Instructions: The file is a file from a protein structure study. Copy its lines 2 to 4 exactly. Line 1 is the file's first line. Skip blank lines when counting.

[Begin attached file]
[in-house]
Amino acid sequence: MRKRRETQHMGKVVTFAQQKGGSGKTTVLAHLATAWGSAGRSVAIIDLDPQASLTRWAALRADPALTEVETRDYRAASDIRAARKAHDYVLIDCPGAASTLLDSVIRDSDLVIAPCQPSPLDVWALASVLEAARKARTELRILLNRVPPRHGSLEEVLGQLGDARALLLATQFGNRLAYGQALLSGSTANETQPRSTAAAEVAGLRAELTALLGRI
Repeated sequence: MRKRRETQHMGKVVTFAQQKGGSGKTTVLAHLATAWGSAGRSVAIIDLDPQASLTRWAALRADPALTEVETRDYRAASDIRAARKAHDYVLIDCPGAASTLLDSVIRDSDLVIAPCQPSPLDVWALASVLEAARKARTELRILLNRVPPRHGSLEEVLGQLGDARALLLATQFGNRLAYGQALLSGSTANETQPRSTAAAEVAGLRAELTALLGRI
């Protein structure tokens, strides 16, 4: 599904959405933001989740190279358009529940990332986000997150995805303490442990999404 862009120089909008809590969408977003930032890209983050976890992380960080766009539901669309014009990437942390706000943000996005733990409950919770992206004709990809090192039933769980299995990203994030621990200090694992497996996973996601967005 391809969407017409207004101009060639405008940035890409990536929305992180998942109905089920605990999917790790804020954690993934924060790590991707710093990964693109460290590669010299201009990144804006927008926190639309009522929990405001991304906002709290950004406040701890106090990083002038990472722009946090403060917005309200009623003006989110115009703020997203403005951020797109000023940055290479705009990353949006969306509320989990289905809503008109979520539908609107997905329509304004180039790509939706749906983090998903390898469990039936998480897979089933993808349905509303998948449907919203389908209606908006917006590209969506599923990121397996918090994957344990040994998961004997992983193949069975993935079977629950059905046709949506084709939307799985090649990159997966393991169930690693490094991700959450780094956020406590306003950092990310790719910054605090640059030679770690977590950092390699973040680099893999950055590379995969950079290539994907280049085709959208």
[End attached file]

Amino acid sequence: MRKRRETQHMGKVVTFAQQKGGSGKTTVLAHLATAWGSAGRSVAIIDLDPQASLTRWAALRADPALTEVETRDYRAASDIRAARKAHDYVLIDCPGAASTLLDSVIRDSDLVIAPCQPSPLDVWALASVLEAARKARTELRILLNRVPPRHGSLEEVLGQLGDARALLLATQFGNRLAYGQALLSGSTANETQPRSTAAAEVAGLRAELTALLGRI
Repeated sequence: MRKRRETQHMGKVVTFAQQKGGSGKTTVLAHLATAWGSAGRSVAIIDLDPQASLTRWAALRADPALTEVETRDYRAASDIRAARKAHDYVLIDCPGAASTLLDSVIRDSDLVIAPCQPSPLDVWALASVLEAARKARTELRILLNRVPPRHGSLEEVLGQLGDARALLLATQFGNRLAYGQALLSGSTANETQPRSTAAAEVAGLRAELTALLGRI
């Protein structure tokens, strides 16, 4: 599904959405933001989740190279358009529940990332986000997150995805303490442990999404 862009120089909008809590969408977003930032890209983050976890992380960080766009539901669309014009990437942390706000943000996005733990409950919770992206004709990809090192039933769980299995990203994030621990200090694992497996996973996601967005 391809969407017409207004101009060639405008940035890409990536929305992180998942109905089920605990999917790790804020954690993934924060790590991707710093990964693109460290590669010299201009990144804006927008926190639309009522929990405001991304906002709290950004406040701890106090990083002038990472722009946090403060917005309200009623003006989110115009703020997203403005951020797109000023940055290479705009990353949006969306509320989990289905809503008109979520539908609107997905329509304004180039790509939706749906983090998903390898469990039936998480897979089933993808349905509303998948449907919203389908209606908006917006590209969506599923990121397996918090994957344990040994998961004997992983193949069975993935079977629950059905046709949506084709939307799985090649990159997966393991169930690693490094991700959450780094956020406590306003950092990310790719910054605090640059030679770690977590950092390699973040680099893999950055590379995969950079290539994907280049085709959208």